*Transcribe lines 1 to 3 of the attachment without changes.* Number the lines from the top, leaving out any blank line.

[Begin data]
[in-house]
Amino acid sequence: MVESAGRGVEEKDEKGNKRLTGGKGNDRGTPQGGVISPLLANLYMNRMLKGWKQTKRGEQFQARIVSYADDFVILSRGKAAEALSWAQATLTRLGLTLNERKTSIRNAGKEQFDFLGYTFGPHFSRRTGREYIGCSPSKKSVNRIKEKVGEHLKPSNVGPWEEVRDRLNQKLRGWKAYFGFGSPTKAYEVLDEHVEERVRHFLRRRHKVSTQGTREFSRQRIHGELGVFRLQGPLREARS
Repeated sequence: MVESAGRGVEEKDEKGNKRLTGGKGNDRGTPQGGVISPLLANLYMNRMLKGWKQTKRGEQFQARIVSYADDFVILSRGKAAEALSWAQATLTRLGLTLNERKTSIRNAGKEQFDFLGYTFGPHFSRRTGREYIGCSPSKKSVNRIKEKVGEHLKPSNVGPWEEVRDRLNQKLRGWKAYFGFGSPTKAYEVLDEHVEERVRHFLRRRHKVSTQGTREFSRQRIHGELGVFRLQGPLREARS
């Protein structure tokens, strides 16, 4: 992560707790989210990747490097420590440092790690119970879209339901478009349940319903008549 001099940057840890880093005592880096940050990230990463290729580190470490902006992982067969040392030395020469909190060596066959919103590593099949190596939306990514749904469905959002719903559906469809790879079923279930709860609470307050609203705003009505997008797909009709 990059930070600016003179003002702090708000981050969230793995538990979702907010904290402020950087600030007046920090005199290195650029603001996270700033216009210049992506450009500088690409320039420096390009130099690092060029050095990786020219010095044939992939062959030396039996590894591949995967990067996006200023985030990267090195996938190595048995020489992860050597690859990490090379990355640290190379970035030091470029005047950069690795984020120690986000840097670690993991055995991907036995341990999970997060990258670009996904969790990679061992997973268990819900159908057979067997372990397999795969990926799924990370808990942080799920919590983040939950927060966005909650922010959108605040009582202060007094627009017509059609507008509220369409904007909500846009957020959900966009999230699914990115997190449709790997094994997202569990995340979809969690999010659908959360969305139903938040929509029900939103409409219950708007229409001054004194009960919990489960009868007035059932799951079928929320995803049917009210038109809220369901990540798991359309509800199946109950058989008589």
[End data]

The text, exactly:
[in-house]
Amino acid sequence: MVESAGRGVEEKDEKGNKRLTGGKGNDRGTPQGGVISPLLANLYMNRMLKGWKQTKRGEQFQARIVSYADDFVILSRGKAAEALSWAQATLTRLGLTLNERKTSIRNAGKEQFDFLGYTFGPHFSRRTGREYIGCSPSKKSVNRIKEKVGEHLKPSNVGPWEEVRDRLNQKLRGWKAYFGFGSPTKAYEVLDEHVEERVRHFLRRRHKVSTQGTREFSRQRIHGELGVFRLQGPLREARS
Repeated sequence: MVESAGRGVEEKDEKGNKRLTGGKGNDRGTPQGGVISPLLANLYMNRMLKGWKQTKRGEQFQARIVSYADDFVILSRGKAAEALSWAQATLTRLGLTLNERKTSIRNAGKEQFDFLGYTFGPHFSRRTGREYIGCSPSKKSVNRIKEKVGEHLKPSNVGPWEEVRDRLNQKLRGWKAYFGFGSPTKAYEVLDEHVEERVRHFLRRRHKVSTQGTREFSRQRIHGELGVFRLQGPLREARS